Online Learning Empowers Care Partners
With its easy-to-use, science-based, focused lessons, iGeriCare is helping to reduce stigma and educate care partners of people living with dementia.
Receiving a dementia diagnosis is a life-changing and often traumatic experience for many. Not only can it take a long time to get an actual diagnosis — anywhere from four to 12 weeks, according to the Alzheimer’s Society of Canada — patients and their family members are then also required to spend anywhere from one to two hours in the doctor's office confirming the diagnosis once they receive it.
The process in the doctor’s office usually consists of detailed testing of a person’s vital signs, a physical examination, and interviews with a nurse and, sometimes, a pharmacist.
All of this information must then be synthesized by a physician, who is required, in the same appointment, “to educate [the patient’s care partners] on all things dementia, and provide them with next steps at least,” says Dr. Richard Sztramko, a geriatrician and assistant professor at McMaster University in Hamilton, Ont.
“I just found that it wasn't a great moment to do that, and there's also not enough time to do that,” he adds.
After consistently experiencing this issue, Sztramko pondered a different way to provide vital information. What if care partners could access evidence- and science-based information on clinical wisdom from the comfort of their own home, whenever they wanted it?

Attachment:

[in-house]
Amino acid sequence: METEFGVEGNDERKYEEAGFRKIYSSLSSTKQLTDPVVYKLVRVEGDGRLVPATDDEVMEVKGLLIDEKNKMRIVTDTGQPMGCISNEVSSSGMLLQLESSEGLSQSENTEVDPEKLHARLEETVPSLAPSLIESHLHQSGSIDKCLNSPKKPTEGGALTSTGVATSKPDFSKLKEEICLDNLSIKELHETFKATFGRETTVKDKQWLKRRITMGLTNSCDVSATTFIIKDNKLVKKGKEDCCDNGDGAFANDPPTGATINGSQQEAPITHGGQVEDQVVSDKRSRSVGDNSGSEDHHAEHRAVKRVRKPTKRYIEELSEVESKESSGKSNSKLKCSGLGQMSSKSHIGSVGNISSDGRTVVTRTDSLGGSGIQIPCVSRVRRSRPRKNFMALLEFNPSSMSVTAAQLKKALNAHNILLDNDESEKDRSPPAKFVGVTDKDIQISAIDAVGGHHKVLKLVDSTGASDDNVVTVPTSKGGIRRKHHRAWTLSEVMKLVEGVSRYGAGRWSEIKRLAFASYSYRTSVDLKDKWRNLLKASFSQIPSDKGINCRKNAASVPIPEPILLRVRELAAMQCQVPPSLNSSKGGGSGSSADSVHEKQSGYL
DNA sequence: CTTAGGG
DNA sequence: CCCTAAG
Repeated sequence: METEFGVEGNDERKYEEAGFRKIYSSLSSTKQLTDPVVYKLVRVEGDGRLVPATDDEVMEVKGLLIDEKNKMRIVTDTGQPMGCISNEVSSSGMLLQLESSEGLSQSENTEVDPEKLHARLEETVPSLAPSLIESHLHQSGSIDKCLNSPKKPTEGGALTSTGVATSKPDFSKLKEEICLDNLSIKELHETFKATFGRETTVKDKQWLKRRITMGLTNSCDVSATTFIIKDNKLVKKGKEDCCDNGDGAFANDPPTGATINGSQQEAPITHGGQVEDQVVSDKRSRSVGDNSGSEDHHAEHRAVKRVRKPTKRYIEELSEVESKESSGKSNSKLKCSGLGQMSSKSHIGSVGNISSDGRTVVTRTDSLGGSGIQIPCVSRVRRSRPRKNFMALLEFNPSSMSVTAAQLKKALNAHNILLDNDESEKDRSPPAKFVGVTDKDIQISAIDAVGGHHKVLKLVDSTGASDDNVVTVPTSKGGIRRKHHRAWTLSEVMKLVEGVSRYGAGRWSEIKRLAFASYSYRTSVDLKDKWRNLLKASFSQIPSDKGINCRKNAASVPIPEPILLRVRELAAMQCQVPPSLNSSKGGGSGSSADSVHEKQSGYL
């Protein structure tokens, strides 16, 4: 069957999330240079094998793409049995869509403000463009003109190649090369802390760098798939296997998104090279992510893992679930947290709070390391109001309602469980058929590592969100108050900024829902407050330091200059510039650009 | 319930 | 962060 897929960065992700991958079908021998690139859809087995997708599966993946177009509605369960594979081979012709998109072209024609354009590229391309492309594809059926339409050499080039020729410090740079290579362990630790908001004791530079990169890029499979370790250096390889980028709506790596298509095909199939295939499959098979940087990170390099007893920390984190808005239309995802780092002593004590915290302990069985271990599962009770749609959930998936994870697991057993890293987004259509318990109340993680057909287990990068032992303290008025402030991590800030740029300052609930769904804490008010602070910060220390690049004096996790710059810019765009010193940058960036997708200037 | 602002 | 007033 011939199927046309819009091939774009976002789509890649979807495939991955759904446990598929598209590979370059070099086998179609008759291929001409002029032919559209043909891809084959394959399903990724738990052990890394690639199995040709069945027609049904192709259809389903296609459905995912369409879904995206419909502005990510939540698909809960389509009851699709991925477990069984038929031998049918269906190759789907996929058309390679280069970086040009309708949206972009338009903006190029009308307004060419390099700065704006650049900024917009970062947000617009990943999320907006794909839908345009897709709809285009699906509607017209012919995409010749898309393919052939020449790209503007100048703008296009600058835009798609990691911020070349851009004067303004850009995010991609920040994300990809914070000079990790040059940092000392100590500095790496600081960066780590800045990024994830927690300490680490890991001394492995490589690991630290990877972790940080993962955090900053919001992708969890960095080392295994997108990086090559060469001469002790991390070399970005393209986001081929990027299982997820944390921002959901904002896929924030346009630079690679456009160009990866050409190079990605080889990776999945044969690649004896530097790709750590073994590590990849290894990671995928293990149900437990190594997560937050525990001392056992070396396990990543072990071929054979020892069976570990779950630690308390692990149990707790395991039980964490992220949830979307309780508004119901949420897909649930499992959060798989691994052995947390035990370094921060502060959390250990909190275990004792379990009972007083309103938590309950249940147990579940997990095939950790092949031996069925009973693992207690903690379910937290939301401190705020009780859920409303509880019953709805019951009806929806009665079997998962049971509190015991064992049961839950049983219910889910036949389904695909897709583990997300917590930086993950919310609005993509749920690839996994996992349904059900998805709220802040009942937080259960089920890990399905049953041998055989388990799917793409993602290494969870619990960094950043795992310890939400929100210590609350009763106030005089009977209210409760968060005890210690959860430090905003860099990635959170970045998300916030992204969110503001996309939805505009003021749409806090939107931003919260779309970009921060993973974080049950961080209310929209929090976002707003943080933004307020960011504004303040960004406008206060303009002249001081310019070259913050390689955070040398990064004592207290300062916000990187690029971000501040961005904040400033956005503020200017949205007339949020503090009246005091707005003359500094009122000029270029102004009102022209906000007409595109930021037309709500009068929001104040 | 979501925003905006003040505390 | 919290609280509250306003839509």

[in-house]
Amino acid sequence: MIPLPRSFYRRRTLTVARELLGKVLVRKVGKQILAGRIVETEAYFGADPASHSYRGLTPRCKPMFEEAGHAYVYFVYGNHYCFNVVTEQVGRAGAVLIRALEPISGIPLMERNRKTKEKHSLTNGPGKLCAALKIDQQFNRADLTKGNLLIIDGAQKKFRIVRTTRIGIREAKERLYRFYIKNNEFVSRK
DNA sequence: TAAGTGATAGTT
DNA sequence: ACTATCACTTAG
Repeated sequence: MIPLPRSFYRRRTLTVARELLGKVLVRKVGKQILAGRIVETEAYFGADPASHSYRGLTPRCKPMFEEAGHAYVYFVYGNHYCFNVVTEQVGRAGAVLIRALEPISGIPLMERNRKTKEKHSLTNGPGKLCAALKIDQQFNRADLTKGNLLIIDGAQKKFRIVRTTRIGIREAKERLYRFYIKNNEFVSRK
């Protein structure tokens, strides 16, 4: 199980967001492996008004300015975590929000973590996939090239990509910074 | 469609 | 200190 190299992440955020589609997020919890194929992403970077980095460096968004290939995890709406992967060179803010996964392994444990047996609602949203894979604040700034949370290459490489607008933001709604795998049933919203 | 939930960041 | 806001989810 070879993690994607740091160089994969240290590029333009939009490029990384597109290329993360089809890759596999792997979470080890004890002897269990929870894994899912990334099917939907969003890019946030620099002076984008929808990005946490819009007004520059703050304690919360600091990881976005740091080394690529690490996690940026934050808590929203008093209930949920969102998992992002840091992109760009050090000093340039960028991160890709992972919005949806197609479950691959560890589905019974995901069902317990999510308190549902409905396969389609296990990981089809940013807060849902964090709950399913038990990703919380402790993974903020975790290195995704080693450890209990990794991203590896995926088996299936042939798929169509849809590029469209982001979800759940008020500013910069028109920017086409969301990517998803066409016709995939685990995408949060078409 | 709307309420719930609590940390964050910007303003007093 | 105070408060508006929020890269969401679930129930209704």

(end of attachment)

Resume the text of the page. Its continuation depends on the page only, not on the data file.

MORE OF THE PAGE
Sztramko reached out to Dr. Anthony Levinson, a neuropsychiatrist and director, division of e-Learning Innovation at McMaster University and, in July 2018, the idea of iGeriCare was born."Richard and I met through clinical work because we were both working at the same hospital and had connections discussing consults on patients, many of whom had cognitive impairment,” says Levinson. “So I think it made complete sense for us to collaborate on the iGeriCare project.”
The easy-to-use, free and non-profit website provides users with simple lessons and helpful resources. The site’s courses allow caregivers to learn about all aspects of dementia at their own pace and in their own homes.
"It's pretty simple to use; you don't have to create a new account or log in. You just have to go to the website and watch the lessons."
– Dr. Richard Sztramko
At each stage of dementia, there is new information for the patient and care partners to learn. For example, when someone is first diagnosed, they'll need to understand the different types of dementia. Then, if the patient wants to start treatment, they'll probably want to know how dementia progresses and how it can be treated.
After living with dementia for a while, care partners might want more information on keeping someone safe at home or how to deal with problematic behaviours. They may then seek information about long-term care facilities.
The resources provided to answer these tough and important questions are often provided in website format, all at once, making it daunting and difficult to know where to start.
With the iGeriCare focused lessons, care partners are provided with what Levinson and Sztramko refer to as "customized learning prescriptions."
In other words, the lessons that are only relevant to the specific problems that a care partner is dealing with at the moment.
The 10- to 45-minute focused lessons, delivered within a simple website design, provide an excellent user experience. So long as users have a WiFi connection, they have access to a series of learning lessons that can be accessed on a computer, phone or tablet.